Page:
New Feminist Coalition Slams Sexed-Up Images of Girls
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It was the photo shoot that produced a thousand groans: a provocative, sexed-up Glee spread in GQ. Staged and shot by controversial (and notoriously creepy) photographer Terry Richardson, it featured Glee's three straight white stars in problematic poses: a fully clothed Cory Monteith flanked by his scantily clad female co-stars Lea Michelle and Dianna Agron. The two young women were seductively photographed with their mouths agape and skin showing, both dressed in outfits that seemed half porn film, half high-school.
For feminist media watchdogs, the photos' aesthetic of teen fantasy meets blatant adults-only allusion represents a troubling trend: the sexualization of girls. It's a trend that includes pole dancing kits, thongs and padded bras packaged for the prepubescent set (not to mention those high-heels for toddlers) and the yearly phenomenon jokingly known as "slut-o-ween" in which women and young girls are encouraged to wear scanty costumes. And then there are even more systemic problems like advertisements’ ubiquitous sexist messages, and ritualized media scandals around young female celebrities. After all, "edgy" magazine spreads such as the Glee fiasco have become a rite of passage for young women in the entertainment world who want to make a splash. Agron and Michelle were following the same cookie-cutter trajectory that stars like Miley Cyrus and Britney Spears have taken: baring midriffs and pouting at the cameras to signal sophistication and availability.
As a result of this saturated media environment, a massive coalition of women’s groups are launching a movement called SPARK, to “take sexy back” and encourage young women to critique and protest the way they are portrayed in the media and marketed to by advertisers. SPARK (“Sexualization protest: action, resistance, knowledge”) held its kickoff summit on Friday at Hunter College in New York. A slew of big names riled up the crowd of women young and old, including actress Geena Davis, sex educator Amber Madison, and trailblazing filmmaker and writer Jean Kilbourne. Representatives from dozens of prominent women’s organizations organized and attended the event, as did a large contingent of teenage girls. A livestream and chat broadcast speeches to viewers around the country.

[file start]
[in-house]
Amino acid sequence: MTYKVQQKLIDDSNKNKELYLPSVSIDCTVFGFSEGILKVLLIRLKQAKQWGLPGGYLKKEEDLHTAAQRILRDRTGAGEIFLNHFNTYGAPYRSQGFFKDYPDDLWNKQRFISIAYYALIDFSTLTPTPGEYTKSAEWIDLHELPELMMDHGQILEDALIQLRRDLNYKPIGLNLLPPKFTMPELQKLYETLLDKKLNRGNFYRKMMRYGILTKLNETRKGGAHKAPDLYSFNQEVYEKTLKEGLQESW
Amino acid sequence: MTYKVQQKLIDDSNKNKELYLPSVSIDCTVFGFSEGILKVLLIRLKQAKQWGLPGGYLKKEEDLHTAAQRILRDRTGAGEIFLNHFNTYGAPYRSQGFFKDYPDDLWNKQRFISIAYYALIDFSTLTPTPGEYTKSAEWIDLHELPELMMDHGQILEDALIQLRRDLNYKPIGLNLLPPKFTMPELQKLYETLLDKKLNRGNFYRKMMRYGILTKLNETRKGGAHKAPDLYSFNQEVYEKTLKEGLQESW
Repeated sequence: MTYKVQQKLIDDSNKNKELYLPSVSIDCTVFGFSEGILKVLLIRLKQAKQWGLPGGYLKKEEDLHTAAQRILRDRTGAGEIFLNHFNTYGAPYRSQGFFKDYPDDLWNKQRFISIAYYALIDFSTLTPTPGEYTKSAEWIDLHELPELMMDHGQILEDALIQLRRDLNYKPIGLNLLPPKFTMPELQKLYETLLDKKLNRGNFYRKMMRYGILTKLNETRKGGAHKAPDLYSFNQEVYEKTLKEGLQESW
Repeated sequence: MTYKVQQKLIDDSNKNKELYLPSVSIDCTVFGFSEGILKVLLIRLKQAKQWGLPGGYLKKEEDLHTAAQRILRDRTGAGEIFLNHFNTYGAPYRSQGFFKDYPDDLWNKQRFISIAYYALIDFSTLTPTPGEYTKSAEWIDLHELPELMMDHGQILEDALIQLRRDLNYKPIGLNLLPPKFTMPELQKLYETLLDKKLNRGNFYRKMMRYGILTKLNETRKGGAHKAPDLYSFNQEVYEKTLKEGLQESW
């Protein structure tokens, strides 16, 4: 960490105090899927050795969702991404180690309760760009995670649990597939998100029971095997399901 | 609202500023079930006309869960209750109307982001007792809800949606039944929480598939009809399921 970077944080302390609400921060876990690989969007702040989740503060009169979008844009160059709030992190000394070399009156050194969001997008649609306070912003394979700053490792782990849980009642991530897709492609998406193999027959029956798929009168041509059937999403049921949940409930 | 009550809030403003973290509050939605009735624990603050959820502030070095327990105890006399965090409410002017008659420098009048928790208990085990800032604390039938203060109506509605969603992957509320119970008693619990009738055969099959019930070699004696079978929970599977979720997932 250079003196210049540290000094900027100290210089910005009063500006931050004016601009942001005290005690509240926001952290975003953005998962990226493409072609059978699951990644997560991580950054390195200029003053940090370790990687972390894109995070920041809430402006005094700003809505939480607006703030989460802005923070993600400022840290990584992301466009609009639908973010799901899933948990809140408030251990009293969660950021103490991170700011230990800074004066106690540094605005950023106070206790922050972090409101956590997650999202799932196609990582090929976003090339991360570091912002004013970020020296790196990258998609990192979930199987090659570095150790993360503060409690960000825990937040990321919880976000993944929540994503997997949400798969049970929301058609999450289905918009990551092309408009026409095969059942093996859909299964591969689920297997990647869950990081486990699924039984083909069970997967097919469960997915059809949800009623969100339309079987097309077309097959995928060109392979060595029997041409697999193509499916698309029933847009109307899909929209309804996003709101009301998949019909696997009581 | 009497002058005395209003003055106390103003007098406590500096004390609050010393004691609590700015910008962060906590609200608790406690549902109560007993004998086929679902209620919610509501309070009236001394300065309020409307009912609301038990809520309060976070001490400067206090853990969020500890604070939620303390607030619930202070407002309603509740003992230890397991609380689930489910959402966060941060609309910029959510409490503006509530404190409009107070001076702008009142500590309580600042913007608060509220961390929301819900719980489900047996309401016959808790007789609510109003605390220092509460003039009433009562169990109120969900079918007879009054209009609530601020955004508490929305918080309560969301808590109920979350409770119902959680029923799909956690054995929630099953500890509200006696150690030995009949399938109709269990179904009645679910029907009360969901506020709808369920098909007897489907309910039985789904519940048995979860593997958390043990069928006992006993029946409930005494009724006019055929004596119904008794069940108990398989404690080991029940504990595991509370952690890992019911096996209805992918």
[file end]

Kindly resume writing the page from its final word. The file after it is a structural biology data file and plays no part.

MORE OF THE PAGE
SPARK is not opposed to girls being sexual or having sex. In fact, Women’s Media Center’s Jamia Wilson had the audience repeat the mantra “we are not anti-sex” several times during her early-morning speech. Instead, the message is about rejecting a standardized, commercialized and denigrating take on what girls ought to do to be sexy: lose weight, purchase stilettos, or make out with other girls for male amusement, for instance. “Sex and and sexuality are an important and vital part of life,” Wilson said. “Sexy is not just a look, but a feeling.”
This week, conservative-leaning groups including the Parents Television Council also voiced concerns about the lack of family-friendly material in the “Glee” GQ photo shoot. But feminists have done their best to distance themselves from that kind of censorious hand-wringing. As Wilson took pains to note, the SPARK movement has no objection to sexual content per se. Instead, their beef is with the disturbing, and disturbingly predictable, dynamic in the GQ spread--its themes of male dominance and female subservience, its posing of its 20-something actors known for playing teens in markedly high school garb, and the absence of Glee's coterie of queer, disabled and minority characters. In other words, its reinforcing of patriarchal norms.
“When the culture offers girls and women only one way to be sexy, it can hardly be considered an authentic choice,” Kilbourne told the SPARK audience, also pointing out that U.S. culture combines an onslaught of porn-inspired images with a prudish lack of proper sex education for actual teens.